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The Shillelagh, An Overview

It has been said "A man without a blackthorn stick is a man without an expedient."

The Irish cudgel/cane which is known by many names, the most popular being Shillelagh, has come to symbolize Irish culture almost as much as the Shamrock. Often seen nowadays as a tourist favorite at airport giftshops. A quaint little twisted knobby stick complete with a green bow and a nifty painted shamrock can be found anywhere there may be a tourist looking for an Irish souvenier. This handy little item has very little to do with the oaken or blackthorn cudgel of the early 19th century and earlier.

The original shillelagh gets it name from it's point of origin, the Shillelagh forest near Arklow in county Wicklow. The Shillelagh forest was widely known throughout the British Isles as being one of the finest areas that oak could be obtained from. Unforntunately most of the Irish oak was exported to England for use in the manufacture of pipe stems a little comfort can be found in the knowledge that many of the most famous buildings of western europe were built with imported oak from Ireland, including Westminster Hall in England and the Stadthouse in Holland.

The wood of choice for a stick, or in gaeilge a bata, was indeed this oak from the Shillelagh but over many years of exporting the fine Irish oak the Irish substituted the blackthorn for the ever diminshing oak. Blackthorn is a very strong and easy to find wood. The knob on the end of a blackthorn stick is the rootknob and packs one helluva whallop. The bark is left on for added toughness and often a metal ferrule is secured at the end opposite of the knob. To keep the wood from splitting during the drying process the Irishman would often bury the cudgel in a dung heap or smear with butter then place in the chimney to cure.

Folklorist Padraic Colum says the oaken cudgel should not be considered a symbol of Ireland but a badge of honor for those who carried it. From a young age Irish boys were exposed to the traditions of the bata, when they came of age to carry a stick it was as if the journey into manhood had taken place. A young man was taught by his father to hold the bata tightly so as not to be taken unaware at the fair. Many young Irishmen practiced with the stick regularly. Constant sparring was needed so as not to lose face at the fair or funeral.

While the stick was carried by the Irishman most everywhere he went, it was at the Fair ot Funeral that most of the fights broke out. To quote an Irishman at the funeral of his father in northern Leinster "Tis a sad day, when my father is put into the clay, and not even one blow struck at his funeral." This quote helps show the Irish view towards rowdyness at funerals and wakes in the early 1800's. The Factions were sure to be present at both wakes and fairs often roughing up a person who had refused to join them but more often fighting members of other factions.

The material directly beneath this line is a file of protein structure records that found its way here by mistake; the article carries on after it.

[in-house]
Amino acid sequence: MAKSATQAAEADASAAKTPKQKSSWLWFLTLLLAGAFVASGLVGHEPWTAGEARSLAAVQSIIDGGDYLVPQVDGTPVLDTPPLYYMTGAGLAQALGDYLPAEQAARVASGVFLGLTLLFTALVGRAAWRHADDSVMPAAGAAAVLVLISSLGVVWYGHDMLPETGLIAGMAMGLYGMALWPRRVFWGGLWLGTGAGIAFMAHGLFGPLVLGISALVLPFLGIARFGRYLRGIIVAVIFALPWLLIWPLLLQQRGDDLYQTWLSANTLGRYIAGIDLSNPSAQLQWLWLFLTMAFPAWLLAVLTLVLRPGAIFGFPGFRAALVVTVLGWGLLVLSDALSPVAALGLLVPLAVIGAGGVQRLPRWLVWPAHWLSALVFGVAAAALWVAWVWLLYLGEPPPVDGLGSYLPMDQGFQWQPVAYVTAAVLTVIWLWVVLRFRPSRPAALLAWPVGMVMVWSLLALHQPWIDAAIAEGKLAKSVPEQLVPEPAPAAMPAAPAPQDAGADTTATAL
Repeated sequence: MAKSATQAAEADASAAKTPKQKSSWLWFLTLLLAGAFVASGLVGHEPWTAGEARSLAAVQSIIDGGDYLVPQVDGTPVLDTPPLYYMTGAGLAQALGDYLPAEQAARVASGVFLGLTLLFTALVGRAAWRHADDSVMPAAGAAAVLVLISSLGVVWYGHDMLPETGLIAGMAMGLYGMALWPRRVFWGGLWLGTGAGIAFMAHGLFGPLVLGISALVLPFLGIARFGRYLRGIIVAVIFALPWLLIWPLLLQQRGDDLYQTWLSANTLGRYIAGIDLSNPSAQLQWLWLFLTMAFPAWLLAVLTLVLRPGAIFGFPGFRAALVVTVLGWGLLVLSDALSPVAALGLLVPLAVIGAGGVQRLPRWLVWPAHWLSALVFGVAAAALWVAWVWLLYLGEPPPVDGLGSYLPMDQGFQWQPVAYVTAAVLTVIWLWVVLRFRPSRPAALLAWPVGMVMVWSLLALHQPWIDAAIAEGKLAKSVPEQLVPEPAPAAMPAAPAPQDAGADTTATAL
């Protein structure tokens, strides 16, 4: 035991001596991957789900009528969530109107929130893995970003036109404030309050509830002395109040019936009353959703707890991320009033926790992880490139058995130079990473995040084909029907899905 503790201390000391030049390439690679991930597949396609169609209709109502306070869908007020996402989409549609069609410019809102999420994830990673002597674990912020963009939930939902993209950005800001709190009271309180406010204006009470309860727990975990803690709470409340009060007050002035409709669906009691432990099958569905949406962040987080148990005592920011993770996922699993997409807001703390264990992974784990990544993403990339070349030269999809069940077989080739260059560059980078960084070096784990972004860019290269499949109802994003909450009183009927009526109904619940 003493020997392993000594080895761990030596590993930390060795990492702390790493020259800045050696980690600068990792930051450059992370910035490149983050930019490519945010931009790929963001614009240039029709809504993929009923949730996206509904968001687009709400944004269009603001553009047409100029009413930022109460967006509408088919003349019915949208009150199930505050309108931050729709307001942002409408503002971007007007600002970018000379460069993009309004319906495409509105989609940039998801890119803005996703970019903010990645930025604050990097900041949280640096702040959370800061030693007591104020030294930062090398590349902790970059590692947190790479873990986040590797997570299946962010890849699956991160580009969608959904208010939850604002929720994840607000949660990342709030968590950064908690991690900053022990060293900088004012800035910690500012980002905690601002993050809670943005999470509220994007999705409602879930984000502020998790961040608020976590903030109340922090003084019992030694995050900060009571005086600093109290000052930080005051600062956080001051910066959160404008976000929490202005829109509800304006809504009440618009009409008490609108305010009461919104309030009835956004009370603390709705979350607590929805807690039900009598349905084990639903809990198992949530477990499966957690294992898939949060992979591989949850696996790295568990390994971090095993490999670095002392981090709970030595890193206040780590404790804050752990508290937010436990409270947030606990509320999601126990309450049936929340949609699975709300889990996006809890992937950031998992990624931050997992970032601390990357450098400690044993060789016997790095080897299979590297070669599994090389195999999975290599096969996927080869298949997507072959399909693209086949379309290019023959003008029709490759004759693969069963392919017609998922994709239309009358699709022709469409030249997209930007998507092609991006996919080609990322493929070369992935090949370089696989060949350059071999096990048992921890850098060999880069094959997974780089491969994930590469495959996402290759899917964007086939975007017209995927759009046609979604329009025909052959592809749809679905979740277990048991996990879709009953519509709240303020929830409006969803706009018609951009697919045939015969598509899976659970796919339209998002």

A little about the Faction fights: Faction fighting was prevelent from the seventeenth cetcury up until the famine of the 1840's. Most often the factions were members of certain families or of political groups. Some of the more infamous factions were named The Three year Olds, The four Year Olds, Coffeys, Reaskawallaghs, Cooleens, Black Mulvihills, Bogboys, Tobbers....sometimes the Fenians would take part and the most infamous of all the Molly Maguires. Sometimes the fights would consist of hundreds of men and women. The weapon of choice was the Bata. Guns were rarely used and women used rocks, often wrapped up in a sock at their weapon, leaving the stick play to the men. After the 1840's the Factions fights became fewer and farther between. The last recorded Faction Fight was at a fair in Co Tipperary in 1887.

Fights with the bata were not always of the faction variety, some were sport while others were conflicts of a more personal nature. One tradtion at fair was for a man to drag his coat on the ground behind him and exclaim"Who'll tread on the tail of my coat?" or to ask a crowd "Who'll say black is the white of my eye?" These combats were not always a deady duel, often they were friendly if somewhat rough contests. The bata was held somewhat towards the lower middle of the stick and was snapped out with the wrist rather than swung like a tradional cudgel. it was a simple art in terms of numbers of techniques. yest it took years of practice just as any other weapon to achieve mastery of. Sir john Barrington a member of Irish Parliament wrote in his 1790 book titled "Personal Sketches of His Own Times" wrote that the stickfights were exhibitions of skill...."like sword exercises and did not appear savage. Nobody was disfigured thereby, or rendered fit for a doctor. I never saw a bone broken or a dngerous contusion from what was called 'whacks' of a shillelagh (which was never too heavy)."

"Oh! an Irishman's heart is as stout as shillelagh,
It beats with delight to chase sorrow and woe;
When the piper plays up, then it dances gaily,
And thumps with a whack to leather a foe.


A Dictionary of Irish History since 1800 by D J Hickey and J E Doherty Gill and MacMillan Ltd 15/17 Eden Quay Dublin 1980

A Treasury of Irish Folklore by Padraic Colum Crown Publishers, Inc New York.

Of Irish Ways by Mary Murray Delaney 1973 Dillen Press Inc

Irish Wake Amusements by Sea/n O/ Su/illeabha/in 1967 Mecier Press Cork ISBN 1 85635 173 4

Defensive Exercises, 1840, by Donald Walker

Things Irish by Anthony Bluett 1994 Mercier Press Cork ISBN 1 85635 079 7

Ireland: Its Scenery, Character and History Vol.1 1911 by Mr. & Mrs. S.C. Hall